Right after Noah left I knew it was time for another surgery for my endometriosis, so in February I had my fifth pelvic laparoscopy. The thing about these surgeries (other than that they stop my pain for about 6-8 months) is that our best chances of getting pregnant are in the few cycles after surgery. Both Aurelia and our 2nd baby were conceived in the first medicated cycle after surgery. So we decided that even though we were grieving, even though we were crushed by the loss of Noah and knew we weren't yet ready to welcome another child into our family, we also knew biology wouldn't wait around for our emotions to catch up. We had to try while the window was open or we knew we would likely regret it.
We did 4 or 5 cycles, alternating between Clomid and Femara. Surprise! Almost no one knew we were attempting to get pregnant last March through August. There is no surprise beyond that though. None of the cycles worked. I never even ovulated. This was also when we found out my uterus was all crumpled up.
Side note*** If your doctor wants to start you on Clomid or Femara, CHOOSE FEMARA. Clomid has known awful side effects, Femara doesn't. I've gotten cycsts on every single cycle of Clomid over the last 6 years, I've never noticed a side effect with Femara. Clomid can make you crazy (a known side effect), Femara won't (shouldn't).
Anyway, yes we were "trying" but we weren't really really trying. We were trying with very little expectation of any success.
Over the next few months after Noah's passing we started picking up the pieces. We were at a crossroads with a lot to consider and a huge life course determining decision to make. Do we continue trying to add to our family? If we do then how?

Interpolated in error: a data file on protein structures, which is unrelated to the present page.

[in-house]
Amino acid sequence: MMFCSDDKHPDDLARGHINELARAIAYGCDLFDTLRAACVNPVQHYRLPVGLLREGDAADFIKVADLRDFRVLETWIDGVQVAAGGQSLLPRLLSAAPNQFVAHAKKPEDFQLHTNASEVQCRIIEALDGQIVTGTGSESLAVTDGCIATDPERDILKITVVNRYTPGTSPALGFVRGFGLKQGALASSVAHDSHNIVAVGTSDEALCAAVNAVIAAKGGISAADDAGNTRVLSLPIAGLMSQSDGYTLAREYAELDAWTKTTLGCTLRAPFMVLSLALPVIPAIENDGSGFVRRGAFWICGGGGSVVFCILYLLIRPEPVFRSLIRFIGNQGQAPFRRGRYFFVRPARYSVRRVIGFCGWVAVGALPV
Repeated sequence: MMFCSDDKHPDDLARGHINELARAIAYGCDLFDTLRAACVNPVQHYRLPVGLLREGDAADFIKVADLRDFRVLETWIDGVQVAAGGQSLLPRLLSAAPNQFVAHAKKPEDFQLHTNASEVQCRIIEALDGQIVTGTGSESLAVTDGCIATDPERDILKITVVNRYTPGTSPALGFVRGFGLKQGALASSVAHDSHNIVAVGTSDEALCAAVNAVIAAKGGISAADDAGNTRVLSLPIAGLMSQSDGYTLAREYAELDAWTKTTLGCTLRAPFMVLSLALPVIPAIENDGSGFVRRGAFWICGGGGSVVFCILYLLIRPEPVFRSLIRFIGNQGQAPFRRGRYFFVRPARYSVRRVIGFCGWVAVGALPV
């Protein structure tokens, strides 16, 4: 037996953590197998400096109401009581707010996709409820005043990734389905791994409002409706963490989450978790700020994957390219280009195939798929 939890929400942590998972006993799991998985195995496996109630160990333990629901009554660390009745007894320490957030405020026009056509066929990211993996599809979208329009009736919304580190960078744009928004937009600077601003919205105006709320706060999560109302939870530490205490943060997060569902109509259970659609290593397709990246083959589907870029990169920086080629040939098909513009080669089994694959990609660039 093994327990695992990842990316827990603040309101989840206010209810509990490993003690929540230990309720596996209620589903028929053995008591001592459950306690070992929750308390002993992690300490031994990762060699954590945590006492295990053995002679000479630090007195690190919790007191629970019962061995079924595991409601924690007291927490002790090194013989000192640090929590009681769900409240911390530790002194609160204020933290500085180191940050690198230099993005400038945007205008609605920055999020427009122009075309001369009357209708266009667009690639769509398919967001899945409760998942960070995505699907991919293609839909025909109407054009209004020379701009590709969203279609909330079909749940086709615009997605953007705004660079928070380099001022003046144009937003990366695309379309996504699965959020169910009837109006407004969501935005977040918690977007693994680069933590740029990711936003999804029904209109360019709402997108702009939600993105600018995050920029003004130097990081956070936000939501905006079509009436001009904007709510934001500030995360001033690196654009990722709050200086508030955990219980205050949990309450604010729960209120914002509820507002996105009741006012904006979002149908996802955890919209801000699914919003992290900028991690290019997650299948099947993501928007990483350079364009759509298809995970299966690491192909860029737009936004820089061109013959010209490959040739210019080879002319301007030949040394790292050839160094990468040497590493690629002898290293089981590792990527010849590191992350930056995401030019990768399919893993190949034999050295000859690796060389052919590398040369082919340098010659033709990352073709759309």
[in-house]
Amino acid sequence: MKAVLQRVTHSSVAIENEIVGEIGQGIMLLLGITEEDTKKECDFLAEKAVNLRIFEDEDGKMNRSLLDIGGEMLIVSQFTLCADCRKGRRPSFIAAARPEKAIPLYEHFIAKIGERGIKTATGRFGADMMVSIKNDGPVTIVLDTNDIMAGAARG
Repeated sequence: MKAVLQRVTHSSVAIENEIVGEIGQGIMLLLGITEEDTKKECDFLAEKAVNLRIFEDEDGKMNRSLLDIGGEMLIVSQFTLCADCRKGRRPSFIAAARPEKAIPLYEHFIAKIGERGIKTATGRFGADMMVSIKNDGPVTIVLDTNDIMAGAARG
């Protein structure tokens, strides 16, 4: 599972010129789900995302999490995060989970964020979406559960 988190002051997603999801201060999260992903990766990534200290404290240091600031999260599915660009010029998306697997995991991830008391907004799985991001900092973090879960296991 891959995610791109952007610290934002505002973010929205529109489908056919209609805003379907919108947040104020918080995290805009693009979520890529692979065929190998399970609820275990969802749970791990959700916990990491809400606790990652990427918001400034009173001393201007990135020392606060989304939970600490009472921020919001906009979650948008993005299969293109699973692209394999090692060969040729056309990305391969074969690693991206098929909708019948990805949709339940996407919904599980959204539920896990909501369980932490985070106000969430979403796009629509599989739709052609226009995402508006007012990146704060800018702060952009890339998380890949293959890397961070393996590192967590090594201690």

When Daniel and I have a choice to make we like to weigh all our options, consider all of them and then make a prayerful decision together.
These were the viable options in front of us...
Within domestic adoption we could either stay using the agency we've been with (the one we no longer trusted), move to a different agency, or use our current agency and another concurrently.
We researched a TON of agencies, adoption attorneys and every other avenue of domestic adoption all over the country. Most agencies want money for an application fee, most agencies have an adoption fee of at least $20k and it's not uncommon to reach $35k or more.
We knew when we moved from fertility treatments to adoption that it was absolutely the direction we were supposed to go in. We had constantly felt that this was where we were supposed to be...until Noah passed away. After that it was like those firm "stay here" feelings disolved. We no longer felt that this was something we were supposed to actively pursue.
Right now we're still open to adopting from the US but aren't going to be using an agency. I feel strongly that IF this is how another child comes to our family then it will be through someone we know either choosing us as parents for their child, or making the connection for us.
Last summer international adoption was brought to our attention. We haven't felt particularly drawn to international adoption before but knew if we were to adopt internationally we would choose a special needs adoption.
We spoke with a few agencies and learned about the adoption programs in various countries. We learned all the requirements (required age, required travel, etc.) then narrowed down to programs we qualified for. I'm too young to adopt from most countries so that narrowed the pool quite a bit. Then we narrowed again by which countries requirements we felt were a good fit for our family and ended up feeling good about two countries.
We decided international adoption isn't the right choice for our family right now, but both of us feel like this is a very real possibility further down the road. The seed has been planted so we'll see what grows later on.
Ugh. I have a love/hate relationship with IVF. On the one hand it's "hey, there is a really high chance of successfully getting pregnant with IVF!" On the other hand its, "oh and it costs around $15k and there is no guarantee of success. Oh yeah and you have miscarriages sooo..."